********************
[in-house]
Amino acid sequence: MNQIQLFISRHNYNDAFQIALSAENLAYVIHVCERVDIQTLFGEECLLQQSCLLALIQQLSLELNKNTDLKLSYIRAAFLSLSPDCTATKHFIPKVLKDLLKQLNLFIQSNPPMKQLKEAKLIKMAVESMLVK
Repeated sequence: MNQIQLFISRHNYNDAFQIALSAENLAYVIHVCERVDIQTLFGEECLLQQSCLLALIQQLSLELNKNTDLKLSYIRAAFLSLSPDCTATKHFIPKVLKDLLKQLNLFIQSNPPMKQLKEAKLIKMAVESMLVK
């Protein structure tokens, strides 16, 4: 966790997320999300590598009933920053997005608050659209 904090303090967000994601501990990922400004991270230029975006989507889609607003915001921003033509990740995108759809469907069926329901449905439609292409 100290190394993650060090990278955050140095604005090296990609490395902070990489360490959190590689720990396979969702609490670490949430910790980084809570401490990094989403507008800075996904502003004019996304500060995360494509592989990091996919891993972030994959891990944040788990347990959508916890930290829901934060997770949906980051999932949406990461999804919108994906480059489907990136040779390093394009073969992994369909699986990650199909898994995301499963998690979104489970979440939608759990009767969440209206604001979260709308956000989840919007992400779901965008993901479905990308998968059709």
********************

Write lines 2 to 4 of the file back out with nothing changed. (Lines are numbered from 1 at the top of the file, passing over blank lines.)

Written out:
Amino acid sequence: MNQIQLFISRHNYNDAFQIALSAENLAYVIHVCERVDIQTLFGEECLLQQSCLLALIQQLSLELNKNTDLKLSYIRAAFLSLSPDCTATKHFIPKVLKDLLKQLNLFIQSNPPMKQLKEAKLIKMAVESMLVK
Repeated sequence: MNQIQLFISRHNYNDAFQIALSAENLAYVIHVCERVDIQTLFGEECLLQQSCLLALIQQLSLELNKNTDLKLSYIRAAFLSLSPDCTATKHFIPKVLKDLLKQLNLFIQSNPPMKQLKEAKLIKMAVESMLVK
């Protein structure tokens, strides 16, 4: 966790997320999300590598009933920053997005608050659209 904090303090967000994601501990990922400004991270230029975006989507889609607003915001921003033509990740995108759809469907069926329901449905439609292409 100290190394993650060090990278955050140095604005090296990609490395902070990489360490959190590689720990396979969702609490670490949430910790980084809570401490990094989403507008800075996904502003004019996304500060995360494509592989990091996919891993972030994959891990944040788990347990959508916890930290829901934060997770949906980051999932949406990461999804919108994906480059489907990136040779390093394009073969992994369909699986990650199909898994995301499963998690979104489970979440939608759990009767969440209206604001979260709308956000989840919007992400779901965008993901479905990308998968059709």